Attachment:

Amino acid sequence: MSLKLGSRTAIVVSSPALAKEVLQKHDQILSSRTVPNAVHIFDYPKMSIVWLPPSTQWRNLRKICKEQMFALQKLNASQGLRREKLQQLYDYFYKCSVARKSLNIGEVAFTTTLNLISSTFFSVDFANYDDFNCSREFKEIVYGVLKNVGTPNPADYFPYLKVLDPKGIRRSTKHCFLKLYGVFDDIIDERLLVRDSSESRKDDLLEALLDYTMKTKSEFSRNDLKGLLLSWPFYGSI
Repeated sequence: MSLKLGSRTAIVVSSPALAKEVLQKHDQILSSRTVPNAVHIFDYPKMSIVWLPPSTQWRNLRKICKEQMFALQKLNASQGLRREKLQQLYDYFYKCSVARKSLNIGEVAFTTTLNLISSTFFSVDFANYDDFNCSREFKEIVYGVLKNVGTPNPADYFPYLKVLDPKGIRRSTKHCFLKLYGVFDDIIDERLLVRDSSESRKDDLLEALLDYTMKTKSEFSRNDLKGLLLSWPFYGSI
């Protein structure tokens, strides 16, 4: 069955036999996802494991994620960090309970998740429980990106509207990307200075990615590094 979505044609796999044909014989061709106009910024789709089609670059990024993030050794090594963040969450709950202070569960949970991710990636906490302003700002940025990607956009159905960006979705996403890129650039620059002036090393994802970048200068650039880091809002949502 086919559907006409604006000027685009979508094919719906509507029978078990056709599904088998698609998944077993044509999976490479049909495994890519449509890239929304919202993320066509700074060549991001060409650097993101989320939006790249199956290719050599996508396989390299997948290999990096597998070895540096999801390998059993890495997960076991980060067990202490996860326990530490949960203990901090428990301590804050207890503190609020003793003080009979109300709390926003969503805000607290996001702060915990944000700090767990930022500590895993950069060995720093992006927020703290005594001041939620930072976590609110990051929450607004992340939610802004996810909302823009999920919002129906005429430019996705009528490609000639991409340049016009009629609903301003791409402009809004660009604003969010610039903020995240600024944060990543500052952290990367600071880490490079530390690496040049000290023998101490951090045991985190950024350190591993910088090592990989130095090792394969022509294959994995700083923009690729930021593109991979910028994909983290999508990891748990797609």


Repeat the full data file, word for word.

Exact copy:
Amino acid sequence: MSLKLGSRTAIVVSSPALAKEVLQKHDQILSSRTVPNAVHIFDYPKMSIVWLPPSTQWRNLRKICKEQMFALQKLNASQGLRREKLQQLYDYFYKCSVARKSLNIGEVAFTTTLNLISSTFFSVDFANYDDFNCSREFKEIVYGVLKNVGTPNPADYFPYLKVLDPKGIRRSTKHCFLKLYGVFDDIIDERLLVRDSSESRKDDLLEALLDYTMKTKSEFSRNDLKGLLLSWPFYGSI
Repeated sequence: MSLKLGSRTAIVVSSPALAKEVLQKHDQILSSRTVPNAVHIFDYPKMSIVWLPPSTQWRNLRKICKEQMFALQKLNASQGLRREKLQQLYDYFYKCSVARKSLNIGEVAFTTTLNLISSTFFSVDFANYDDFNCSREFKEIVYGVLKNVGTPNPADYFPYLKVLDPKGIRRSTKHCFLKLYGVFDDIIDERLLVRDSSESRKDDLLEALLDYTMKTKSEFSRNDLKGLLLSWPFYGSI
């Protein structure tokens, strides 16, 4: 069955036999996802494991994620960090309970998740429980990106509207990307200075990615590094 979505044609796999044909014989061709106009910024789709089609670059990024993030050794090594963040969450709950202070569960949970991710990636906490302003700002940025990607956009159905960006979705996403890129650039620059002036090393994802970048200068650039880091809002949502 086919559907006409604006000027685009979508094919719906509507029978078990056709599904088998698609998944077993044509999976490479049909495994890519449509890239929304919202993320066509700074060549991001060409650097993101989320939006790249199956290719050599996508396989390299997948290999990096597998070895540096999801390998059993890495997960076991980060067990202490996860326990530490949960203990901090428990301590804050207890503190609020003793003080009979109300709390926003969503805000607290996001702060915990944000700090767990930022500590895993950069060995720093992006927020703290005594001041939620930072976590609110990051929450607004992340939610802004996810909302823009999920919002129906005429430019996705009528490609000639991409340049016009009629609903301003791409402009809004660009604003969010610039903020995240600024944060990543500052952290990367600071880490490079530390690496040049000290023998101490951090045991985190950024350190591993910088090592990989130095090792394969022509294959994995700083923009690729930021593109991979910028994909983290999508990891748990797609």